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Do You Need a Cosigner for Federal Student Loans?

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Do you need a cosigner for a student loan? If you’re borrowing a federal student loan, the answer is usually no. But if you’re in need of a private student loan, you’ll likely need a cosigner if you can’t meet a lender’s criteria for credit and income on your own.

To take find out if and when student loans need a cosigner, let’s answer the following questions:

Do you need a cosigner for a student loan from the federal government?

If you’re seeking federal loans, there’s good news: You almost never need a cosigner for student loans offered by the Department of Education. This is a big benefit for federal student loan borrowers, as finding a cosigner for student loans can be tough.

A cosigner is a guarantor who signs on to a loan on your name and agrees to repay it if you don’t. Cosigning a student loan can be risky for cosigners, as they are legally on the hook for paying back your debt if you are unable to make payments.

Taking advantage of any federal student loans first is a good idea. Not only can you finance your education without using a cosigner, but you can also enjoy federal loan benefits such as income-driven repayment options, fixed interest rates and deferment and forbearance.

One exception

While most federal student loans don’t require a cosigner, there is one exception. If you are a graduate student or parent applying for direct PLUS loans and have a poor credit history, you may not be eligible without an “endorser,” who is similar to a cosigner. So, if you find an endorser who does not have an adverse credit history, you can receive a direct PLUS Loan.

Essentially, an endorser acts as a cosigner in this situation. If you’re applying to graduate school or you are a parent with an adverse credit history who is taking out a loan on your child’s behalf, this one caveat could affect your financial aid, requiring you to get a cosigner. But if you’re applying for federal financial aid for your undergraduate degree, you likely won’t need to worry about someone cosigning a student loan for you.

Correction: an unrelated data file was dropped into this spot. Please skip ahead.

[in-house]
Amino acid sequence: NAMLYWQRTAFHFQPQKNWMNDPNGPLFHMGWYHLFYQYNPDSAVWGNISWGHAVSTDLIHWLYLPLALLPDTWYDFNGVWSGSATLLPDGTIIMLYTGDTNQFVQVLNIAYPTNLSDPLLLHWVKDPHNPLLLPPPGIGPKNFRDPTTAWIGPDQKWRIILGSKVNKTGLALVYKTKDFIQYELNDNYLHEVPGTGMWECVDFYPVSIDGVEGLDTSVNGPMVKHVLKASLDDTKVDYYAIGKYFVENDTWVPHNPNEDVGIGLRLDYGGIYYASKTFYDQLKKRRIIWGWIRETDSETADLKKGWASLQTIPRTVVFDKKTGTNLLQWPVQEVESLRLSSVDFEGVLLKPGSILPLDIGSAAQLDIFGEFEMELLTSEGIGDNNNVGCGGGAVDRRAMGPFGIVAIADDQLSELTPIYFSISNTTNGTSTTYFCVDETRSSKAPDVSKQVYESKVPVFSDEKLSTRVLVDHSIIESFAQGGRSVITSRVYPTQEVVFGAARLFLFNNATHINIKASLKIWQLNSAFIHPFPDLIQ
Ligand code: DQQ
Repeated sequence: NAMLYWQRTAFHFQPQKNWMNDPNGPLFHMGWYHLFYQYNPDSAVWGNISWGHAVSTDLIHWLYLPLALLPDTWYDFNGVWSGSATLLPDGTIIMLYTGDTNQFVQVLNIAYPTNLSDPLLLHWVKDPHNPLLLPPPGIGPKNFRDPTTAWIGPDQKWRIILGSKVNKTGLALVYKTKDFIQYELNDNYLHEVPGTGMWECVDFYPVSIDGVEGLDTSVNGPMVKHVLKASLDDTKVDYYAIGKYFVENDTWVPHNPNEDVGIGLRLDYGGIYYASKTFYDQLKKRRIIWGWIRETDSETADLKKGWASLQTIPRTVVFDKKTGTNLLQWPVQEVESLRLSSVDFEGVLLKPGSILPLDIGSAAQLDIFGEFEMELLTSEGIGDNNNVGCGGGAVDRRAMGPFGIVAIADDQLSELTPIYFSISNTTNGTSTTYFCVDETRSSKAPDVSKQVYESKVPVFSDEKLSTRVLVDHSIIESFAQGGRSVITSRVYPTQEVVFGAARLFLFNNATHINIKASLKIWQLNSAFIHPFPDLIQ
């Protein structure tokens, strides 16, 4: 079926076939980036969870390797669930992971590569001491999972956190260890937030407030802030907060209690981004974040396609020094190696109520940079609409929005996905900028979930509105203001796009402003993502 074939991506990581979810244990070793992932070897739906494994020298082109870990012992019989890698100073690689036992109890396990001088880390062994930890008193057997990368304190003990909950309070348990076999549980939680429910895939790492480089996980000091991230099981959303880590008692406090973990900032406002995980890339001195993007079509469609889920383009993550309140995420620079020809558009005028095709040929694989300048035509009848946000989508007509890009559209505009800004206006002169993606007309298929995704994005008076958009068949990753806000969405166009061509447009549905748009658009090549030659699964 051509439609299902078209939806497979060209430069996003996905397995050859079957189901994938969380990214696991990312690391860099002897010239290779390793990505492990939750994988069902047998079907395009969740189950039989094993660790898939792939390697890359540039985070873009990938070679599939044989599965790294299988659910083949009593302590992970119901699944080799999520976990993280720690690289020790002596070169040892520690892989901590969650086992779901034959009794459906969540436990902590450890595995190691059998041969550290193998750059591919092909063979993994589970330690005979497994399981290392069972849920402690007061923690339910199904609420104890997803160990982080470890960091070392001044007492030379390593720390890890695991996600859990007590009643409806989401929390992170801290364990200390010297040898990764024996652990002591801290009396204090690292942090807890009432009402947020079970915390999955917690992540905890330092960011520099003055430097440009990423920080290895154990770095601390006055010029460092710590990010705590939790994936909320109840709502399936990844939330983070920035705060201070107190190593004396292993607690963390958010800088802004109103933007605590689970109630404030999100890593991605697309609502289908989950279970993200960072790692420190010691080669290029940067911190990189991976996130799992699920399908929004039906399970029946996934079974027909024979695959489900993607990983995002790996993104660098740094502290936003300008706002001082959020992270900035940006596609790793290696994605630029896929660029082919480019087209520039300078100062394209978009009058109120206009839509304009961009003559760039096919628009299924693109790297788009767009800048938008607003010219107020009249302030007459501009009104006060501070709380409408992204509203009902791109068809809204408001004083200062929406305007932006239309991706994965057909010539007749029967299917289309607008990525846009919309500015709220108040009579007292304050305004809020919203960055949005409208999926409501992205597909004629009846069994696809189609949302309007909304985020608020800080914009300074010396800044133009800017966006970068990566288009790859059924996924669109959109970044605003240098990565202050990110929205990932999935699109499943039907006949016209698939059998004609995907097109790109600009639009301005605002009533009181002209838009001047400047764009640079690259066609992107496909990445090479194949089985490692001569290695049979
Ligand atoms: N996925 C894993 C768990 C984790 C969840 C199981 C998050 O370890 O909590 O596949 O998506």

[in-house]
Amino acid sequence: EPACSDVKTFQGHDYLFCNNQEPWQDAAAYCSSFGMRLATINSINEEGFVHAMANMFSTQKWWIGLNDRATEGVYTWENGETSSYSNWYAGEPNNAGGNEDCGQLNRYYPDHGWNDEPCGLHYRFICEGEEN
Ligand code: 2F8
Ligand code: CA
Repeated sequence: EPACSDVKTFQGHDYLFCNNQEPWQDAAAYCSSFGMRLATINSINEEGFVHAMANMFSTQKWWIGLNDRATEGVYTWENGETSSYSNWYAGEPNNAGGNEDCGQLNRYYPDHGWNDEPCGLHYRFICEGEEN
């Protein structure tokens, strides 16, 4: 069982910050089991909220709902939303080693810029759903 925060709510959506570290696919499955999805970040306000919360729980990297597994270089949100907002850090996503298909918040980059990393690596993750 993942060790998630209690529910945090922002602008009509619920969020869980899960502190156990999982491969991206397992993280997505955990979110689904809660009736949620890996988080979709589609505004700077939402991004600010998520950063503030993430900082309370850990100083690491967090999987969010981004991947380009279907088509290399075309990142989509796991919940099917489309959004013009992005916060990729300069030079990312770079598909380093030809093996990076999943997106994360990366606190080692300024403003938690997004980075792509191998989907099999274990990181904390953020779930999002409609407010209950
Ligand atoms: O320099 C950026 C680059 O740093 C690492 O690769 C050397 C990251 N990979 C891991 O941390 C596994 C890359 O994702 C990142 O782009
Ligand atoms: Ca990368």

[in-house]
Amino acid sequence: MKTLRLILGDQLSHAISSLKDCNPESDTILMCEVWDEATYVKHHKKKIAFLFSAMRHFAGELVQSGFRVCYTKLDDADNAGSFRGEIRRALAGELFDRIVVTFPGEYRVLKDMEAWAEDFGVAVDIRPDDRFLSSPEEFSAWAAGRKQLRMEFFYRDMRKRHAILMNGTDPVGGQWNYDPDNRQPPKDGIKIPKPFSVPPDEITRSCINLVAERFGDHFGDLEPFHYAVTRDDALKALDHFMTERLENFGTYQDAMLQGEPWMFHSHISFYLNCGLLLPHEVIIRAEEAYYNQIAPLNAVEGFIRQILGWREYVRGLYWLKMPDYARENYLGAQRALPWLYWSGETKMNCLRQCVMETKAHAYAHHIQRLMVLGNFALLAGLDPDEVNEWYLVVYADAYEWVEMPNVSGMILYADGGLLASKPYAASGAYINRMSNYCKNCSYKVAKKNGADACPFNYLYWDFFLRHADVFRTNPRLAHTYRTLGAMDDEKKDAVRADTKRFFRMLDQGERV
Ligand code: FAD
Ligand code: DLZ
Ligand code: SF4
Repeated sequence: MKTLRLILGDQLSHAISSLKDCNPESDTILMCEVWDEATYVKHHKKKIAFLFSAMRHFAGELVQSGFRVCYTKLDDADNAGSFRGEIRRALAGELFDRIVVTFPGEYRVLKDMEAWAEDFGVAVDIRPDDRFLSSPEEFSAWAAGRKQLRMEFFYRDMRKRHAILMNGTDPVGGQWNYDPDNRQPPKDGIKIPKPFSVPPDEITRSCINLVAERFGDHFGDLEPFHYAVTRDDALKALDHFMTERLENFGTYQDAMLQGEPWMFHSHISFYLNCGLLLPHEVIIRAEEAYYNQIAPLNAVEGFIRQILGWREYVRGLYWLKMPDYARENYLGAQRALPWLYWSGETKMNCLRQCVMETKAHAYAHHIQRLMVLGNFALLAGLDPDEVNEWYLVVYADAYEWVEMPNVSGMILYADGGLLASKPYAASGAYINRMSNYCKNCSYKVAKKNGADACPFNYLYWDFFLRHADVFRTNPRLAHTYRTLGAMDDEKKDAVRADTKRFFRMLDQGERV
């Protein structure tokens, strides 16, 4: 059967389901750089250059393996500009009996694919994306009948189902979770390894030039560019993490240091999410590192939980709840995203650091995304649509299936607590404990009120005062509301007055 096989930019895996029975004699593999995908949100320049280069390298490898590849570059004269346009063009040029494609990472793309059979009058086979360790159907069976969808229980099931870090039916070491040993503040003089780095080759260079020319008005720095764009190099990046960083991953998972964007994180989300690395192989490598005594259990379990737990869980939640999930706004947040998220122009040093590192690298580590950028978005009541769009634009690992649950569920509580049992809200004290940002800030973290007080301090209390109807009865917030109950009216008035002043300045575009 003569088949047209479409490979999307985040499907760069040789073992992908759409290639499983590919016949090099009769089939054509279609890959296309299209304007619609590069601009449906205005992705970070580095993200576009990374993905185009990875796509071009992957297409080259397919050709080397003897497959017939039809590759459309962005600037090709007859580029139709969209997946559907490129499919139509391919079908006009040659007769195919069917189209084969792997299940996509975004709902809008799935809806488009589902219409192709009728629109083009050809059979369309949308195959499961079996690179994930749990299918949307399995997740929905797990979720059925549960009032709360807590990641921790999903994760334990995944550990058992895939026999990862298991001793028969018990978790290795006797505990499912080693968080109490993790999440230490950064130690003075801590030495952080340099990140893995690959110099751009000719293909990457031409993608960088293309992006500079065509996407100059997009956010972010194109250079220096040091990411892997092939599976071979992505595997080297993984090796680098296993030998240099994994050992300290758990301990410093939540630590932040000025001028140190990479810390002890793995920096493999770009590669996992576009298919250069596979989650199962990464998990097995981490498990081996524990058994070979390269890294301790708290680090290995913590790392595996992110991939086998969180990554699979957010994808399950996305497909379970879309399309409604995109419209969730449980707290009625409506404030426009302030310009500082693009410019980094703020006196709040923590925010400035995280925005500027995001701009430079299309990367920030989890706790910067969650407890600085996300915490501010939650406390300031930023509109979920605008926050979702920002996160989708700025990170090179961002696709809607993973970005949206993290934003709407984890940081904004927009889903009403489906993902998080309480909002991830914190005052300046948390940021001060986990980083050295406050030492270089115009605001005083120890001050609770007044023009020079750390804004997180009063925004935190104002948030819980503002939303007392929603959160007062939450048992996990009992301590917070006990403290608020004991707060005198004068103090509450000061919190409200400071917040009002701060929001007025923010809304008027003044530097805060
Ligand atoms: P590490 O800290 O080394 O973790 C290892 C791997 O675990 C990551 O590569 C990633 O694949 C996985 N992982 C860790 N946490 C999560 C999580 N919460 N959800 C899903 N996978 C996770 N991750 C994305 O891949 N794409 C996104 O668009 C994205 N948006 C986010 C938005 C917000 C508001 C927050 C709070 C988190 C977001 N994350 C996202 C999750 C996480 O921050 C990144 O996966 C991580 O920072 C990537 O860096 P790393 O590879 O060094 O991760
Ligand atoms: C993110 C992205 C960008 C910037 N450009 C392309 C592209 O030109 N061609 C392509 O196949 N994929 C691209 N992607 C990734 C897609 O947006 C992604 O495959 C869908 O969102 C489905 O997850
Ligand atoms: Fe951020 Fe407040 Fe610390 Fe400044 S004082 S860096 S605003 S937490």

If you are a parent or applying for financial aid for your graduate degree, you should check your credit score and credit report first to see where you stand. If you have decent credit, you probably don’t need to worry about a cosigner. But if you have poor credit, you may need to find an endorser.

Can you be denied a federal student loan?

Although a cosigner isn’t necessarily needed for a federal student loan, know that you can be denied a federal student loan for several reasons. This may happen if you don’t meet the basic eligibility criteria, which includes:

  • Demonstrating financial need
  • Being a U.S. citizen or an eligible noncitizen
  • Having a high school diploma or GED certificate
  • Completing and submitting a Free Application for Federal Student Aid (FAFSA)
  • Being enrolled or accepted as a regular student in an eligible degree or certificate program
  • Maintaining satisfactory academic progress

If you are denied federal aid, talk to your student aid office. You might be able to regain eligibility for financial aid.

Do private student loans need a cosigner?

While most federal student loans don’t require a cosigner, private student loans are a different story. These loans are made through financial institutions or private lenders, which often have underwriting criteria that’s similar to other types of loans.

In other words, a lender checks your credit and income before approving you to borrow money. So if you have limited or poor credit, you may need a cosigner to receive private student loans.

According to data firm MeasureOne, the majority of undergraduate private student loans — 92% — had a cosigner in the 2019-2020 academic year. A cosigner can help you get approved for a loan and get a lower interest rate.

However, you can still get a private student loan without a cosigner if you have an excellent credit score.

What are the downsides to cosigning a student loan?

Remember that there are serious consequences for borrowers and cosigners alike if student loan payments aren’t made on time. If the borrower is unable to pay their student loans, the cosigner is liable for the debt. If a payment is missed, both parties face a hit to their credit.

Getting a student loan cosigned may make it easier for you to get approved for financial aid, but it can often be hard to release a cosigner when one is no longer needed. Even worse, some student loan borrowers faced “auto default” when their cosigner died or went bankrupt, in which case the loan balance was due in full.

Since the majority of federal student loans don’t require a cosigner and come with a host of government-backed benefits, it’s a good idea to take advantage of these first. Then if you need to borrow more money, research your private student loan options.

 

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